In 1967 Donald Trump was still at Wharton finishing up his economics degree. Roger Ailes was a young producer telling Nixon why media – especially television – mattered. Things do come full circle eventually, if imperfectly. Nearly 50 years later, the question is: does the media star and now political star fear the media magnate? Ok, CEO would in fact be more accurate. The magnate is Murdoch of course, but Roger Ailes nearly 50 years later continues to shape the media landscape.

The Sunday get-together of GOP candidates (including Trump and Carson’s teams) declined, it seems, to impose the conditions they are seeking for future debates on Fox News. They will do so, apparently, with other channels. All this because of the nature of the questioning at the last debate, and the genuine anger of the audience at some of the CNBC moderators in Boulder.

There was tough questioning at the Fox debate in Cleveland, but the audience seemed to love it, and never turned on the moderators the way they did in Colorado. Is it Fox’s brand? And their relationship with their viewers? That has to be part of the answer. Maybe it’s also a case that Fox just knows better how to stage a debate.

Trump and Kelly, of course, started a dust-up that continued well after the debate. With cease-fires and then a resumption of hostilities. That hardly seems to be fearful behavior on the the part of the Donald. But regardless, the candidates decided not to try and dictate terms to Fox. Has media become so powerful that the following words no longer apply?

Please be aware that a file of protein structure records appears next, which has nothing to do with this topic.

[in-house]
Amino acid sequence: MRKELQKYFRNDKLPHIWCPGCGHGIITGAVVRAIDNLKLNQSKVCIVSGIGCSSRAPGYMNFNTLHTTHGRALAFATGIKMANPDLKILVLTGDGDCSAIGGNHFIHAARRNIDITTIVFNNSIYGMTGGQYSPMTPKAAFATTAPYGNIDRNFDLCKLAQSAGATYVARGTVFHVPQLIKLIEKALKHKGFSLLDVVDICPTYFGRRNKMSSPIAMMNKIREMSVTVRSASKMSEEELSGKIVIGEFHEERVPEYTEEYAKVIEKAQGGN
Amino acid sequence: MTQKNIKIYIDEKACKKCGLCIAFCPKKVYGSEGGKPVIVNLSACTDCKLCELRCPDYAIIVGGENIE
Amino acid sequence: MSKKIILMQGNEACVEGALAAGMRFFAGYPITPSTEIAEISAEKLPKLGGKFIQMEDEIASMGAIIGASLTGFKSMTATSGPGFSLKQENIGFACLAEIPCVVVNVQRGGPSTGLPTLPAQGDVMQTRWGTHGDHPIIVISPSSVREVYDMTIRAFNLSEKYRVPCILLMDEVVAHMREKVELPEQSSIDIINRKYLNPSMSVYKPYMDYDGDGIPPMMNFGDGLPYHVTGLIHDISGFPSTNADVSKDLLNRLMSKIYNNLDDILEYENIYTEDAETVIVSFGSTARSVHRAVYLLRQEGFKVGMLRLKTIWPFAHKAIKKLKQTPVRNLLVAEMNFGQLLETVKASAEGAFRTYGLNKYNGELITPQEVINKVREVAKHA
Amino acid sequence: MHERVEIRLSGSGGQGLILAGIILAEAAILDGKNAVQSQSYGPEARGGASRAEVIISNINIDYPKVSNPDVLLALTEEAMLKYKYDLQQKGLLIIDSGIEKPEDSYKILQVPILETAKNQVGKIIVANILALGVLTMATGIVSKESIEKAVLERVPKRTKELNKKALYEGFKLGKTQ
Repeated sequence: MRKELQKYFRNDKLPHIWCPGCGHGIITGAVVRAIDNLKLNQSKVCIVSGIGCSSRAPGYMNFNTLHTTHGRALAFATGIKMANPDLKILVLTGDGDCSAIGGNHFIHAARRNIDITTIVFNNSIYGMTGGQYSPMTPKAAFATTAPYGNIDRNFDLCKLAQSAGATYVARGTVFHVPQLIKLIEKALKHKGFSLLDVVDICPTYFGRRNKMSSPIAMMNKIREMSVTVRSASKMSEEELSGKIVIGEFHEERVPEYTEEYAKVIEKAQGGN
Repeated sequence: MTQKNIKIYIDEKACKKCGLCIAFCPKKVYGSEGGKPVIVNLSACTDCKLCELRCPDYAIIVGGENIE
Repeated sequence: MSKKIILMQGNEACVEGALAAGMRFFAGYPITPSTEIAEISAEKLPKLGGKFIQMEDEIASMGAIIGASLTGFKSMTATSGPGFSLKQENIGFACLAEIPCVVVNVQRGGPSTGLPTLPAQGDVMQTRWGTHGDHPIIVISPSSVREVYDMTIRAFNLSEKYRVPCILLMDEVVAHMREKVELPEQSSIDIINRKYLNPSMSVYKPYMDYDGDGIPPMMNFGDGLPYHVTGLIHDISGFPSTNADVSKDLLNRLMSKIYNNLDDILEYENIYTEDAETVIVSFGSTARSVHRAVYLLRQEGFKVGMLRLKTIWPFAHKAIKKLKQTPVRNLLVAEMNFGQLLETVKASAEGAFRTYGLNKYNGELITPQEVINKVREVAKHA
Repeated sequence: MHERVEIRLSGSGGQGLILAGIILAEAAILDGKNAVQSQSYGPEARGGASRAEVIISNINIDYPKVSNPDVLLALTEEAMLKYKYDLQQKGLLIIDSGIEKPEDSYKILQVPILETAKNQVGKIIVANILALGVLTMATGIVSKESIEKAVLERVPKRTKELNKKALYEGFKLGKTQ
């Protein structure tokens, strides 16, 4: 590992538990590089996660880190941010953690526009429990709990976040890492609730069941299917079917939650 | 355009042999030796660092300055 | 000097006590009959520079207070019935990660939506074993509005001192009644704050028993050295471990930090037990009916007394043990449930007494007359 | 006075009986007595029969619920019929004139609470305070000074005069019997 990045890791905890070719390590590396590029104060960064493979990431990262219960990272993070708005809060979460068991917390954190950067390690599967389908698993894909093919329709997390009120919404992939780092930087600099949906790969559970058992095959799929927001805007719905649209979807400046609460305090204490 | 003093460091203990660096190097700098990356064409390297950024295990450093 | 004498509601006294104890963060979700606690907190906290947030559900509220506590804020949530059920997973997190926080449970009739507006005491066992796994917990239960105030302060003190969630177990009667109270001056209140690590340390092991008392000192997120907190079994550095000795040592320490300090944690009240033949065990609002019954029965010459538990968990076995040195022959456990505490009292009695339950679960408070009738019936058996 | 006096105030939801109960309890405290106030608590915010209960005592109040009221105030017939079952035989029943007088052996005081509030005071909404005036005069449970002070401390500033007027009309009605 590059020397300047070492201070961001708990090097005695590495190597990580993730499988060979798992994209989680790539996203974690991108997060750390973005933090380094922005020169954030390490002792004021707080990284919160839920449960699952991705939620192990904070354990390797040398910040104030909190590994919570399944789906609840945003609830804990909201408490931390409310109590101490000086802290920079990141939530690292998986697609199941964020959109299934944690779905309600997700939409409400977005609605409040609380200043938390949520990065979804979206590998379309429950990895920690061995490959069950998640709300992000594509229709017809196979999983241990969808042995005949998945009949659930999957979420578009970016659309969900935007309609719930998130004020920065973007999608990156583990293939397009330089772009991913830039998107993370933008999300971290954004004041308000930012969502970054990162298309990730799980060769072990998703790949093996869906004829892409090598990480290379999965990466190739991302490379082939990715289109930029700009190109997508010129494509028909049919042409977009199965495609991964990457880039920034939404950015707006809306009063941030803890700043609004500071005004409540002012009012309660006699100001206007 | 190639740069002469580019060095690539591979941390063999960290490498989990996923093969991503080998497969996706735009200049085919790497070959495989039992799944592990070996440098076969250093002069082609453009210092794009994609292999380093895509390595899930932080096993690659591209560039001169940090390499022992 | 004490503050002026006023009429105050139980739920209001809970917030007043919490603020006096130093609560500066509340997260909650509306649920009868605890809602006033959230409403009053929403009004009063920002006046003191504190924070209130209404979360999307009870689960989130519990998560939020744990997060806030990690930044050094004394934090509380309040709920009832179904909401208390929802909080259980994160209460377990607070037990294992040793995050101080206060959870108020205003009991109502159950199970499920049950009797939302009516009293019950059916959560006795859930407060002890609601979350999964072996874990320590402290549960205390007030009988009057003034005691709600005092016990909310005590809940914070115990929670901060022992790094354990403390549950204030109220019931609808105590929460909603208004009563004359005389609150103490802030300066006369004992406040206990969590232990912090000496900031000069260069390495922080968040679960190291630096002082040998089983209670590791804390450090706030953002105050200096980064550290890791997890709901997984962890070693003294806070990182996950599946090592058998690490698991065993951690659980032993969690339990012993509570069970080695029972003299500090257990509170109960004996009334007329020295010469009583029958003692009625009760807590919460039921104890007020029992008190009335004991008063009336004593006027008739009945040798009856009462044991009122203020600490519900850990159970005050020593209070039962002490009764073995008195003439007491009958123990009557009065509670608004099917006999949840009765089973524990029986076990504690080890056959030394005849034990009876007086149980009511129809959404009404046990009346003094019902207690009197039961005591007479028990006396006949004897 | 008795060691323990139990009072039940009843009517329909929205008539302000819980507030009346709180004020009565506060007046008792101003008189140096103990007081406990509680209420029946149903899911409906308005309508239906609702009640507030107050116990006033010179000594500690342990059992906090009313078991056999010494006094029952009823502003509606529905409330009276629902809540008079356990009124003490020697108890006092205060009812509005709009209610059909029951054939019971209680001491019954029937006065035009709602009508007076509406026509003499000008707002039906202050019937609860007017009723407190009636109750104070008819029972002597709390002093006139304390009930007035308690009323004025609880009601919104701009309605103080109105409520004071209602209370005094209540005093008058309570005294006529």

Intending to correct the licentiousness of the press and to restore the use of orderly language, you first try the offender by a jury: but if the jury acquits him, the opinion which was that of a single individual becomes the opinion of the whole country.

De Toqueville’s meditations on freedom of the press in the then young republic of America continue to resonate. Correcting abuses of the press could lead you to the feet of a despot, as he famously wrote. The problem with these wise words is that many nowadays feel media is the despot. Ted Cruz’s laser guided attack on the moderators was something that was dying to be said. Yet the youthful French aristocrat’s warnings still hold true.

So are the GOP candidates attempting to exert an unwarranted amount of influence on the media? Or just trying to restore a small semblance of orderly language? With the only jury being ratings and poll numbers. If Roger Ailes could sit down with De Toqueville in a television studio in 2015, what would advice would he give the best-selling author? Maybe something like: Alex, look at our ratings.

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